Brooks Koepke’s 36-hole lead in the 2013 Frys.com Open has now turned into a 54-hole lead and been extended to two strokes. He shot 4-under, 67 to move to 15-under for the tournament. He was playing with long-hitters, Robert Garrigus and Jason Kokrak, who both shot 3-under and lost another shot to him.
On Sunday, he’ll be paired with Kokrak again and joined this time by George McNeill who shot a course record tying 62 to leap up the leaderboard to catch Kokrak at 13-under.
Koepke gets two benefits from having McNeill join the last-group party: (1) from a collegiality point of view, they are both Florida State alums, McNeil graduating earlier, and (2) it is axiomatic that when a player shoots a super low round as McNeill did on Saturday, it’s really hard to shoot a low score the next day.
But Koepke seems to be little concerned with what others are doing around him and is content to just play his game with little fanfare. In his opening comments, he didn’t even mention that he birdied three of the first four holes:
Yeah, got off to a good start today. Seem to be doing that every day out here, so that makes the round a little bit easier. Played really solid. Made a couple putts. Lag putting wasn’t very good.
Hopefully work on that and get it prepared for tomorrow.
He gave one of the birdies back on 6, swapped a birdie and bogey on 13 and 14 and then finished strong with birdies on 15 and 17.
He won four Challenge Tour events in Europe — three this year to win his European Tour card — so an obvious question would be where was he on each of those Saturday nights?
I was ahead.
In all four of them?
As a measure of how focused he is in the moment, he was asked what the four tournaments were?
Scotland, Madeira, and then one was in Spain. Trying to remember the other one. I can’t remember. I don’t remember.
How could he not remember each and every one of his wins? Nicklaus not only remembers his wins and losses, he still remembers what he shot in selective rounds (perhaps even all of them, although he hasn’t said that).
With a little prompting, he finally got all four countries: Scotland (won by 3), two in Spain (3) (10) and Italy (7).
And for him, it’s good news that he came away from Saturday’s round with a keen sense of a key indicator of how well he was playing:
Actually struck the ball really well today. Felt like I was hitting it good, hitting all my lines. You know, done that the last two days.
I felt really confident over the short putts today. I felt like I could be aggressive. Obviously I wasn’t very aggressive with the longer putts, but the short ones, they were going in the center of the hole. That’s always a big confidence boost.
One of the mistakes we make with kids we’re trying to develop as competitive golfers is that we use conventional wisdom in our evaluations. “Oh, he just can’t seem to win,” they would have said about Koepke. But somebody must have seen beyond his winning record because he didn’t have any and yet, here he is:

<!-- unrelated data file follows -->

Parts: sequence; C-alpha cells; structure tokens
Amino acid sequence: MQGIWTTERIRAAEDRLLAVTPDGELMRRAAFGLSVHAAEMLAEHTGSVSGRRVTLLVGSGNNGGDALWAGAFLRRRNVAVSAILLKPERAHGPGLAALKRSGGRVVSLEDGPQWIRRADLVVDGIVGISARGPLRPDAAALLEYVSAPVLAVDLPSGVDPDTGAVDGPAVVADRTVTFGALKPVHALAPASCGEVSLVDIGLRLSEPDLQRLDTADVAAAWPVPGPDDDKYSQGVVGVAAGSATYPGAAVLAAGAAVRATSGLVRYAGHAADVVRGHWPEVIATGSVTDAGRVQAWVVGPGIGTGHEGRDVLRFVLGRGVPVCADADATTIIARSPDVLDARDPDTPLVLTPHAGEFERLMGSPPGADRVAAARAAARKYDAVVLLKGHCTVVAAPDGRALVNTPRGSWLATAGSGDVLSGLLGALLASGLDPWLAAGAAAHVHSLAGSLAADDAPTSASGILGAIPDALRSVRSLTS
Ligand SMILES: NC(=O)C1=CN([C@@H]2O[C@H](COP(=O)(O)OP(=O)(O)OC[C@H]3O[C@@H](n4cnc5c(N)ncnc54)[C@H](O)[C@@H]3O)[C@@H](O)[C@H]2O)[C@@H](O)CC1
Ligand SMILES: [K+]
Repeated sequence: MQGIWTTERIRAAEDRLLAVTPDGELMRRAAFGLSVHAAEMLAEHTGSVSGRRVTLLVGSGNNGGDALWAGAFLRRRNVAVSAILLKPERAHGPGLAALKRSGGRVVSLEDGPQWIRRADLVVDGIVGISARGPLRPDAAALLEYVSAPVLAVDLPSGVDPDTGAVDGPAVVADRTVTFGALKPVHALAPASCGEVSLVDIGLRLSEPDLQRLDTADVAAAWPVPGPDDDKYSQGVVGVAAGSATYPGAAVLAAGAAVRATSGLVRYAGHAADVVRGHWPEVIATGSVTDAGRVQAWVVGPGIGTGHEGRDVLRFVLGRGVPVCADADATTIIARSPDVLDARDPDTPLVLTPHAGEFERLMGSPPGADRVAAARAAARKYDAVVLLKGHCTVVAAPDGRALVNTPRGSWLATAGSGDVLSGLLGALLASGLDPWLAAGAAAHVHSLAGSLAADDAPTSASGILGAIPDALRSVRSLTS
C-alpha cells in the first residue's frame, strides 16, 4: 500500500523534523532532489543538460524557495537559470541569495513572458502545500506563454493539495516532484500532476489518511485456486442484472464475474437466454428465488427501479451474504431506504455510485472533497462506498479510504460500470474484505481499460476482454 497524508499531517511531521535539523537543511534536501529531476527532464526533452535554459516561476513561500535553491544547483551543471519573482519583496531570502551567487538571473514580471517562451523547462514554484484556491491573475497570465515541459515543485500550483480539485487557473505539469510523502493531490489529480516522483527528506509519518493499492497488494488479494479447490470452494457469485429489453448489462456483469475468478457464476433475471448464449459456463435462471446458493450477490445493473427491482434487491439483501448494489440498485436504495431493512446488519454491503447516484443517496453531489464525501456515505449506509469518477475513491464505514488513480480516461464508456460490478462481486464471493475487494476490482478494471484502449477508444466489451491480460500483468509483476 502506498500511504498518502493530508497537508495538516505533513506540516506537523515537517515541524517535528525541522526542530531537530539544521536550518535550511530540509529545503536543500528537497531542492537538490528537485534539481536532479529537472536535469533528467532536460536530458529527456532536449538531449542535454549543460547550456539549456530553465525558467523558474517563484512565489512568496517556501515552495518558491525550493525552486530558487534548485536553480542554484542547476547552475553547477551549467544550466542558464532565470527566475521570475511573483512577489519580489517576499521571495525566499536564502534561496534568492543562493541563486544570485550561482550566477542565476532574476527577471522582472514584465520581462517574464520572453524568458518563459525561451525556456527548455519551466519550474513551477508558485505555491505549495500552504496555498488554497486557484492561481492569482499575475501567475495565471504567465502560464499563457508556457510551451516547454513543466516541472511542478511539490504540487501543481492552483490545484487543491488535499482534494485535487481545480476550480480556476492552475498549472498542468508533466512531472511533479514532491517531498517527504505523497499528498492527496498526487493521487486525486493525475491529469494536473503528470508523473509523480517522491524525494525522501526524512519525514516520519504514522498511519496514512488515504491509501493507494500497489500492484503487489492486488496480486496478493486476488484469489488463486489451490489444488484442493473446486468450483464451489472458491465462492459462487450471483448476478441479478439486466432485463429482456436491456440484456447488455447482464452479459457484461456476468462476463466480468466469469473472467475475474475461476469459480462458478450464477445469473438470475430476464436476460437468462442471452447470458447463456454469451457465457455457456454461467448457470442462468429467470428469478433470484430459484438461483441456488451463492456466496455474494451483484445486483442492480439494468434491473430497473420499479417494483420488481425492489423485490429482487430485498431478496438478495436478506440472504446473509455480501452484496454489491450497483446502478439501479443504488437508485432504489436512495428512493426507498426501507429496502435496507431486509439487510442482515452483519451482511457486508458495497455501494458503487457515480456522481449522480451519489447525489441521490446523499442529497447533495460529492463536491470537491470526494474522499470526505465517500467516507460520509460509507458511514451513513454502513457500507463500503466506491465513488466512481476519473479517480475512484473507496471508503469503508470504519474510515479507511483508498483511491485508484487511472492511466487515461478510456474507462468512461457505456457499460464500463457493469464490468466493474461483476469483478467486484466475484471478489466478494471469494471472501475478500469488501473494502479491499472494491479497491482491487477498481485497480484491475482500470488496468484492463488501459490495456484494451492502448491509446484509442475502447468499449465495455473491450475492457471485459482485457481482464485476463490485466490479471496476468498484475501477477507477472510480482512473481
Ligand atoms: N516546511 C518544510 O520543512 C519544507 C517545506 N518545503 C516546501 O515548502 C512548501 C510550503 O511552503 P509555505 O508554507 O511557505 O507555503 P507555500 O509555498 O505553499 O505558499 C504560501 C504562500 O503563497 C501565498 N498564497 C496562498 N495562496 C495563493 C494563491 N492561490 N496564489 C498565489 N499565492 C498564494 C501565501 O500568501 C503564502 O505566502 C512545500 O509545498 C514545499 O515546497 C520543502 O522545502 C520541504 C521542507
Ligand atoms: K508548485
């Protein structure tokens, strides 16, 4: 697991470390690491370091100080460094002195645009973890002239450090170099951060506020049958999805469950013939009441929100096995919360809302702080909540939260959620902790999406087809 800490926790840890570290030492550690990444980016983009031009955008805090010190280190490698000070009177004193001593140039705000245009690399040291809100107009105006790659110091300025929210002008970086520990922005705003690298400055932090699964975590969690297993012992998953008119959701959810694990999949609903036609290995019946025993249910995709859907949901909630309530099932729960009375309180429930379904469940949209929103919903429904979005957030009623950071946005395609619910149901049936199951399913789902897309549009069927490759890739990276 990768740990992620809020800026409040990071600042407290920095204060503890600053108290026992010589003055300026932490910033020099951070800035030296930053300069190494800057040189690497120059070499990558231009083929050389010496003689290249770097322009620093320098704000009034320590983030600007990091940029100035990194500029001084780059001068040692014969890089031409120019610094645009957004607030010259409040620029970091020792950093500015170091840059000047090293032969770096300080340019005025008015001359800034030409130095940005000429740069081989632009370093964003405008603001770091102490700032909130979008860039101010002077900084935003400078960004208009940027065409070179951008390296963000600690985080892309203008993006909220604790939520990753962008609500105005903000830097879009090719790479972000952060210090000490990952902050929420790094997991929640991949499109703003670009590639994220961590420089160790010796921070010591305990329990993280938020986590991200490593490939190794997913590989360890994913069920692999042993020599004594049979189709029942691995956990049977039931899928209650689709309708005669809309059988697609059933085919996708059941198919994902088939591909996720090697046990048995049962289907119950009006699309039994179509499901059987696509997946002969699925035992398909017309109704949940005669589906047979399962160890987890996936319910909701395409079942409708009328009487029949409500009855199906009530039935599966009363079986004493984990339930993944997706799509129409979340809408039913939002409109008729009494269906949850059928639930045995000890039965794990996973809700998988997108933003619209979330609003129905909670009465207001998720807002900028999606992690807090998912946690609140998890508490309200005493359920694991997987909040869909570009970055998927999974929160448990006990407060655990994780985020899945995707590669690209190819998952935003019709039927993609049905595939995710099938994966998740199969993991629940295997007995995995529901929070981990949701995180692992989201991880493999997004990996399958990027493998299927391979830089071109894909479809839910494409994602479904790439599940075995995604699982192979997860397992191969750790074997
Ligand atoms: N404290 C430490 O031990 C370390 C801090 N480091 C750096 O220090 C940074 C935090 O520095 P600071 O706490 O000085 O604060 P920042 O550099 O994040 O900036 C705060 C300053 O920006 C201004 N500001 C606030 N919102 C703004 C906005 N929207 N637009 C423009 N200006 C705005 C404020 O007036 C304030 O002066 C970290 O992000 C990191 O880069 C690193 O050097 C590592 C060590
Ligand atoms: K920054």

Yeah, you know, it’s kind of funny. I didn’t really win much growing up. I felt like I was always close, put myself in position, and never was able to come through.
You know ever since turned professional I feel like I’ve won more professional events. The Challenge Tour prepared me pretty well. I feel like learning how to win, that is a big deal. Hopefully I can take it over to tomorrow.
Another winning attribute he has is his optimism about his scoring abililty. When many players speak about a prospective round, they speak “hopefully,” as in, “Hopefully I can make some birdies tomorrow.” Not Koepke:
The birdies are going to come. I felt like I made a lot of them this week. I don’t know how many exactly I’ve made. Just got to stay patient. You just got to hang in there.
This expressed in a matter-of-fact way without a hint of hubris or bragging.
And maybe it’s because he’s another young player who Mickelson has let into his famous Tuesday money games. Koepke played in his first one at last year’s U.S. Open and then again at this year’s PGA Championship.
I lost. The PGA, we lost, so I’m looking to get back at him. We played well. Him and Rickie have done a good job beating me. Hopefully we get back at them.
It’s good. I was asking Phil why he does it. Get good preparation on Tuesday. Can kind of assess your game, figure out where you’re at, and on Wednesday work on things, some shots you weren’t able to hit or things like that. Figure out what you need to work on with your game going into Thursday. I think it’s great the way he does it.
Yeah, we’ve been close every time. I think they beat us on 17 at the Open, and our match went to 18 at the PGA. They have been close. Fun though. It’s good fun. Phil is a good guy. I really enjoy playing with him.
And finally, he was asked if this 54-hole lead on the PGA Tour feels any different than his 54-hole leads on the Challenge Tour:
No. Feels the same. It’s all how much pressure you put on yourself. Obviously I think there may be some people that don’t think I can handle it on Sunday just for the fact that I’ve never been sitting in this position.
Just got to take it as it comes and just be relaxed about it. I’m pretty chill, so nothing really bothers me. Don’t get too up or down.
So that, of course, is what we’ll all be watching for on Sunday: can he not put any pressure on himself, can he just be relaxed about it and is there really nothing that will bother him on Sunday?